Book Review: Sayyid Qutb and the Origins of Radical Islamism, by John Calvert

Ramazan Kilinc, University of Nebraska at Omaha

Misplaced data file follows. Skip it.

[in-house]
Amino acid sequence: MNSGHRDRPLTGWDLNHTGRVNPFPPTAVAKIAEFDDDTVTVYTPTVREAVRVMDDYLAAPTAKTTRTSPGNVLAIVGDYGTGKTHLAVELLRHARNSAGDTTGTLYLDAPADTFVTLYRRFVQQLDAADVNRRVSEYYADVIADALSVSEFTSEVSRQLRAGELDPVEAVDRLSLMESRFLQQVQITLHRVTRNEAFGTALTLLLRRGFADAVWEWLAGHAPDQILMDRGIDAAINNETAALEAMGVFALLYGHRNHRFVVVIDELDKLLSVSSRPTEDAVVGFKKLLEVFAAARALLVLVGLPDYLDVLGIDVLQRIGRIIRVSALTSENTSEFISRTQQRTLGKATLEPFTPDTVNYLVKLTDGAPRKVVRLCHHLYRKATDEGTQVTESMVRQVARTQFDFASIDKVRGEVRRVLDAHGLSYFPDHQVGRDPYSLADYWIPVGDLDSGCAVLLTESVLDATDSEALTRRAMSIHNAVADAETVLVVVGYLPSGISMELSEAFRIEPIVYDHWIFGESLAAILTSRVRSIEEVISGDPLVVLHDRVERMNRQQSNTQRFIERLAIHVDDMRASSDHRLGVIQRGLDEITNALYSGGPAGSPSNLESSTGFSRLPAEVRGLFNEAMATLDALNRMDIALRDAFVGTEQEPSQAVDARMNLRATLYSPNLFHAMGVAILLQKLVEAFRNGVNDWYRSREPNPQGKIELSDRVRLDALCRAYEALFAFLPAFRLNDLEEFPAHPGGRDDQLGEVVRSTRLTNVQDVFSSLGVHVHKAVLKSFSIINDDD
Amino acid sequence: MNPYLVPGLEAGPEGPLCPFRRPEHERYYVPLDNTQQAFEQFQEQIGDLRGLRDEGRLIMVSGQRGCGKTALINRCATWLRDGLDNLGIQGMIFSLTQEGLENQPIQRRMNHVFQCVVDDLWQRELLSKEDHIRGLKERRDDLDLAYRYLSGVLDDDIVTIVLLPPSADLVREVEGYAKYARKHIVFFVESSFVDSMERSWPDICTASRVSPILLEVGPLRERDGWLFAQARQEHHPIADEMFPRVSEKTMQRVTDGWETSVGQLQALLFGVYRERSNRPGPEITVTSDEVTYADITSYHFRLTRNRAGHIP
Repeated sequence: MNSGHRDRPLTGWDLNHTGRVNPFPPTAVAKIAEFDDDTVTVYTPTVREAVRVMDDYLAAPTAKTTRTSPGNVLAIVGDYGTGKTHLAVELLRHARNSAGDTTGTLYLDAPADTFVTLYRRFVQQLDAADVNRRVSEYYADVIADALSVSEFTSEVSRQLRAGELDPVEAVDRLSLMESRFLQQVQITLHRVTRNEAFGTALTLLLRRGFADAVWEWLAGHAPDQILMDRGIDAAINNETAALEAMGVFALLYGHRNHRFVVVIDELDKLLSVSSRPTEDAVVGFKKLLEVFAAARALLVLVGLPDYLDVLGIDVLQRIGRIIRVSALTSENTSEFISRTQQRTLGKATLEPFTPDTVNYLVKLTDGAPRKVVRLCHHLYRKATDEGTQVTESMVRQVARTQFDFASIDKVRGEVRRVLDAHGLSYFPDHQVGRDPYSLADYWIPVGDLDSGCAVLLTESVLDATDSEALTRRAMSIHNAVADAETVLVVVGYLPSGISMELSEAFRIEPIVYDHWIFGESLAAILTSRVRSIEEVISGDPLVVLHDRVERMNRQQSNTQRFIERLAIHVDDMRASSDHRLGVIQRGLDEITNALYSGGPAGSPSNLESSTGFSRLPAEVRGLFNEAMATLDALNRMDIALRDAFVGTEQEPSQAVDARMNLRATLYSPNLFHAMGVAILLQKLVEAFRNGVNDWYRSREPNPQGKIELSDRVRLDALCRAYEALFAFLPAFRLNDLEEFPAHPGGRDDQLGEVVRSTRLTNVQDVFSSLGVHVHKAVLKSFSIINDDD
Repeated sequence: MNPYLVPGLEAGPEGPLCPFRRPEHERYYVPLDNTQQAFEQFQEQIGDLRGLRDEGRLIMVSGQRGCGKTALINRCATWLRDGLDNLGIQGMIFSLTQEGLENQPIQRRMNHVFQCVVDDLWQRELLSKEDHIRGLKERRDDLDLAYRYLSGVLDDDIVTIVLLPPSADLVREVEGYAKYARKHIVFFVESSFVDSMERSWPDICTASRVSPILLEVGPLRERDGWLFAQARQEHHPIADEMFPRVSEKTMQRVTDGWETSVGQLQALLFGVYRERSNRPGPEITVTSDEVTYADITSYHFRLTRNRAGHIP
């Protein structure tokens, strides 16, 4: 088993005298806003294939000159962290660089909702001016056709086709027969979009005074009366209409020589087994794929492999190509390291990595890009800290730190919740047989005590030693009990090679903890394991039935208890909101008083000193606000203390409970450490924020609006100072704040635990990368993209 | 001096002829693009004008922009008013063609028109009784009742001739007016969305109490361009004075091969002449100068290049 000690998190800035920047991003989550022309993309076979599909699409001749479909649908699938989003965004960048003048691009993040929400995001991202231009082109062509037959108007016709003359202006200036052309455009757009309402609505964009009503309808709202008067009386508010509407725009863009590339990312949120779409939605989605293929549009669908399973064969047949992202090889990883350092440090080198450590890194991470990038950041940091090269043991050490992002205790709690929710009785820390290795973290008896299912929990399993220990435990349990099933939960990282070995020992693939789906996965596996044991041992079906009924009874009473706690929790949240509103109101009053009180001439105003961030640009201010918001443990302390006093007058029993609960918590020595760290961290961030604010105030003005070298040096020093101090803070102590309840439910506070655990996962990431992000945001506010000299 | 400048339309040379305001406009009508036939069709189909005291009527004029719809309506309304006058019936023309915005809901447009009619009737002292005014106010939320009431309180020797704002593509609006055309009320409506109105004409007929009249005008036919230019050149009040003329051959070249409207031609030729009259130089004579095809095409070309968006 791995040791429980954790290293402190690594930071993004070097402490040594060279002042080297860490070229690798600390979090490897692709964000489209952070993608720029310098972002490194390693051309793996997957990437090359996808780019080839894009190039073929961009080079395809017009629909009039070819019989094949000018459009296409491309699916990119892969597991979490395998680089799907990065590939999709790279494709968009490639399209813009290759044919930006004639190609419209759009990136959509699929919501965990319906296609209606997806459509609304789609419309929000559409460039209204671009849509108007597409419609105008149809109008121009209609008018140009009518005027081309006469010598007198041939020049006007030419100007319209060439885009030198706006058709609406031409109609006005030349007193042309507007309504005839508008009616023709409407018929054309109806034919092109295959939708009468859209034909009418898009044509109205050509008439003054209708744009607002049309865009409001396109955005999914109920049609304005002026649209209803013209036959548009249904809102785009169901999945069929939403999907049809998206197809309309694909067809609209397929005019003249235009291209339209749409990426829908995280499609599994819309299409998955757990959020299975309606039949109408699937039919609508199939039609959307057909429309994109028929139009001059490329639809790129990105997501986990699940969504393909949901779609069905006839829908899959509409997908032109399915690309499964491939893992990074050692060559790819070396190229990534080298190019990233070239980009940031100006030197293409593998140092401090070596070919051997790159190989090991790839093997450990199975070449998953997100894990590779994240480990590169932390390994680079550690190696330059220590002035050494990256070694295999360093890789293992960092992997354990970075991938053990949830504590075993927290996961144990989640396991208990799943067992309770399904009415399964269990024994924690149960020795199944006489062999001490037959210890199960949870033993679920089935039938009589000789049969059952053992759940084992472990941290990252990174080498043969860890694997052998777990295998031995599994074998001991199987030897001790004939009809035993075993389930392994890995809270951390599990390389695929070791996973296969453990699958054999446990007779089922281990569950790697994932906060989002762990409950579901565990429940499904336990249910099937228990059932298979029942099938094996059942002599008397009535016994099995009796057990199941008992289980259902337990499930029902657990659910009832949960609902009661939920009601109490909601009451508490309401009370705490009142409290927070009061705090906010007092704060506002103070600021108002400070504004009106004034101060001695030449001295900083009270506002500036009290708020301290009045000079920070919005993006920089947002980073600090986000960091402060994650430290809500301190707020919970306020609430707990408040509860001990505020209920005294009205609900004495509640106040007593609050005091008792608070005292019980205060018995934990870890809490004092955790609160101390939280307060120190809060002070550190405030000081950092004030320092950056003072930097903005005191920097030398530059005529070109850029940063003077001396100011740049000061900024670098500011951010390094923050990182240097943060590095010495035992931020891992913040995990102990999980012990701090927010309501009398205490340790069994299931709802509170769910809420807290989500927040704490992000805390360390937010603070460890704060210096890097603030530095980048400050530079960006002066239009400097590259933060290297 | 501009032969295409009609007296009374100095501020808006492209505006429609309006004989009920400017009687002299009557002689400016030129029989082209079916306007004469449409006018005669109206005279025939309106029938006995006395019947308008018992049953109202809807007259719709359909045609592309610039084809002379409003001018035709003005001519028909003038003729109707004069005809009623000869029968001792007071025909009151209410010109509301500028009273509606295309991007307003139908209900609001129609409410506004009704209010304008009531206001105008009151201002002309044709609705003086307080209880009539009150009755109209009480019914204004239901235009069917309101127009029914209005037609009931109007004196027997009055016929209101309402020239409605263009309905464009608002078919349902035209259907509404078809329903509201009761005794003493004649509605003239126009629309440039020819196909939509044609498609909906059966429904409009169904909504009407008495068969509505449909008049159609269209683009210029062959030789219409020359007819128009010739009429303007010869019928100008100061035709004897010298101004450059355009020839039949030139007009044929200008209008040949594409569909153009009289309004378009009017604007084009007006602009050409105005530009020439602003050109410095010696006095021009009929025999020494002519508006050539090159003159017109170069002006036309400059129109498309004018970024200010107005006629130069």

In August 2013, the Egyptian military, which deposed the elected president Mohammed Mursi a month earlier, harshly cracked down on the protestors. The protestors, led by the Muslim Brotherhood, aimed to restore the Mursi government through their sit-ins. The military crackdown left hundreds, if not thousands, died and several thousand arrests behind. While scholars are trying to account for what is happening in Egypt and states are searching for relevant policies to respond to these developments, only a few books can offer as nuanced insights as John Calvert’s Sayyid Qutb and the Origins of radical Islamism offers. Based on diligent research, Calvert writes on the life and thinking of one of the most influential Islamist thinkers, Sayyid Qutb, with a special attention to the social, cultural, economic and political context within which Qutb lived. Throughout the book, Calvert sophisticatedly shows the interaction between the formation of Qutb’s thoughts and the Egyptian socio-political context. This academically rigorous but still accessible study shows the transformation of a literary critic to a romantic nationalist, to a mainstream Islamist, and to a religious revolutionary as social, cultural and political turbulences unfolded in Egypt over the years.